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post #5 of 9 Old 04-07-2017, 04:00 PM Thread Starter
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Originally Posted by Davethesparky View Post
I rode in all weathers pretty much every day between the ages of 17 and 25, that was when I got round to passing the car test.
These days it's good weather only on bikes, don't like the reduced grip and visibility but the worst thing is all the work getting the bike clean and shiny again.
As far as getting away with a lightning strike due to being insulated by the tyres goes I'd say you're being very optimistic as the huge voltage would get to ground through whatever it hit, just the general wetness would work fine.
+1. Riding in the rain makes a real mess of your detail job. This motivates me more than other fears to take the car to work on rainy days.

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post #6 of 9 Old 04-07-2017, 09:14 PM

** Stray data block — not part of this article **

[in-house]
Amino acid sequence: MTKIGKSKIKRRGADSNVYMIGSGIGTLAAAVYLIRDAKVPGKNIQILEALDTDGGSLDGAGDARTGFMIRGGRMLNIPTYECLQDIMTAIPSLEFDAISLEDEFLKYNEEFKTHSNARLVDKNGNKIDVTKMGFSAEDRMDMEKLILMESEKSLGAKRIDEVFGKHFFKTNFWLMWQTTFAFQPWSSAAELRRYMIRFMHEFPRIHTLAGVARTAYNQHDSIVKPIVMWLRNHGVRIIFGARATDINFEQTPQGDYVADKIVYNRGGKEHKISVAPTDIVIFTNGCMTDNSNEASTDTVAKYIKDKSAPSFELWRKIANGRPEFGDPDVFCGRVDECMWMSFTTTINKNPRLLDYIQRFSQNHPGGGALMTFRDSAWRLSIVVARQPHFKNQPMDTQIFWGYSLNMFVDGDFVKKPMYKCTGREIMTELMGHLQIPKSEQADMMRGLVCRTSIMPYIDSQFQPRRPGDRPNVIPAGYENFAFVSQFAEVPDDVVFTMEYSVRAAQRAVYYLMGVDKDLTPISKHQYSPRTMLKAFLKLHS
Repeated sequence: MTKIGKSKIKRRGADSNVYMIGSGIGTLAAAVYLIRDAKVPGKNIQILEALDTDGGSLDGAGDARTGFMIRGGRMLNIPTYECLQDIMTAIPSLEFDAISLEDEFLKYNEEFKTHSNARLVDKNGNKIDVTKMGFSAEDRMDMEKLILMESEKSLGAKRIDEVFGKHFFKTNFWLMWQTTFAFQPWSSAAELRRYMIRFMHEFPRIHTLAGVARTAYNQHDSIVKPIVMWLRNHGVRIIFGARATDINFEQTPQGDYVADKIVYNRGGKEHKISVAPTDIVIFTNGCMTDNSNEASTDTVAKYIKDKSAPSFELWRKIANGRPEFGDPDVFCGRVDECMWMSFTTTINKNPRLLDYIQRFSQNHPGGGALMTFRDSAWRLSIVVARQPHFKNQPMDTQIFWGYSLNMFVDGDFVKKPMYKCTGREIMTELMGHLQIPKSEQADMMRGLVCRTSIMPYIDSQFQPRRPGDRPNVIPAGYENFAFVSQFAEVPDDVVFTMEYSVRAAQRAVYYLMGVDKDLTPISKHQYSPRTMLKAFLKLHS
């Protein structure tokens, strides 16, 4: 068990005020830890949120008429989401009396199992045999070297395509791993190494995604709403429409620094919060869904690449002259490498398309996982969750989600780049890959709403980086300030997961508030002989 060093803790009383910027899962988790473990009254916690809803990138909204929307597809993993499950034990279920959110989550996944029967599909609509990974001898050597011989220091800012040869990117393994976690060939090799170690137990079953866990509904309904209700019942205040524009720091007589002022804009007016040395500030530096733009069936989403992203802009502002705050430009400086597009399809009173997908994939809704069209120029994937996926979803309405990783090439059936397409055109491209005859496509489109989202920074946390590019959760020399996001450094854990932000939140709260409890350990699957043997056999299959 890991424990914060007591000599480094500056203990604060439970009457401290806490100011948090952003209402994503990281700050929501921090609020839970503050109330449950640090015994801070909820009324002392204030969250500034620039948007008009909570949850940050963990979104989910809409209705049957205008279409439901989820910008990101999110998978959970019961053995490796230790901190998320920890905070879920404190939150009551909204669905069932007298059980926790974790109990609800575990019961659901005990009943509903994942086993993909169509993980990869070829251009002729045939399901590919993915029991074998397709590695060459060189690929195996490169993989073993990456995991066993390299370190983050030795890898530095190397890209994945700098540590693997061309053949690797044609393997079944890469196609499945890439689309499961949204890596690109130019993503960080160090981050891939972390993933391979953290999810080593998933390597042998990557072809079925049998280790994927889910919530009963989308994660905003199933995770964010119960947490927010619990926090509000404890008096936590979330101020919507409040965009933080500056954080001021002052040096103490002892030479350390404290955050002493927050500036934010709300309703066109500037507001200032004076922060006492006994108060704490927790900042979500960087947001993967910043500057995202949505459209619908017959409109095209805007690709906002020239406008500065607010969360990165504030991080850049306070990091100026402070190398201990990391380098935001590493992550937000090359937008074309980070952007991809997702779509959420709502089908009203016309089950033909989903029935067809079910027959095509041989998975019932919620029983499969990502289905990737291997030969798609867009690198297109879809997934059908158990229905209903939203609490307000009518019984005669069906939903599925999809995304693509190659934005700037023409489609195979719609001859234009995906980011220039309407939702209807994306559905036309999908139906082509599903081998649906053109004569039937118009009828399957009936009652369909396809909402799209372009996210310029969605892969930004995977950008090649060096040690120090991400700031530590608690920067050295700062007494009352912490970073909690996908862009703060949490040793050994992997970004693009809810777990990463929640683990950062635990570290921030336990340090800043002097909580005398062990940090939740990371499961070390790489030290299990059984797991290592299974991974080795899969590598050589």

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Originally Posted by Davethesparky View Post
I rode in all weathers pretty much every day between the ages of 17 and 25, that was when I got round to passing the car test.
These days it's good weather only on bikes, don't like the reduced grip and visibility but the worst thing is all the work getting the bike clean and shiny again.
As far as getting away with a lightning strike due to being insulated by the tyres goes I'd say you're being very optimistic as the huge voltage would get to ground through whatever it hit, just the general wetness would work fine.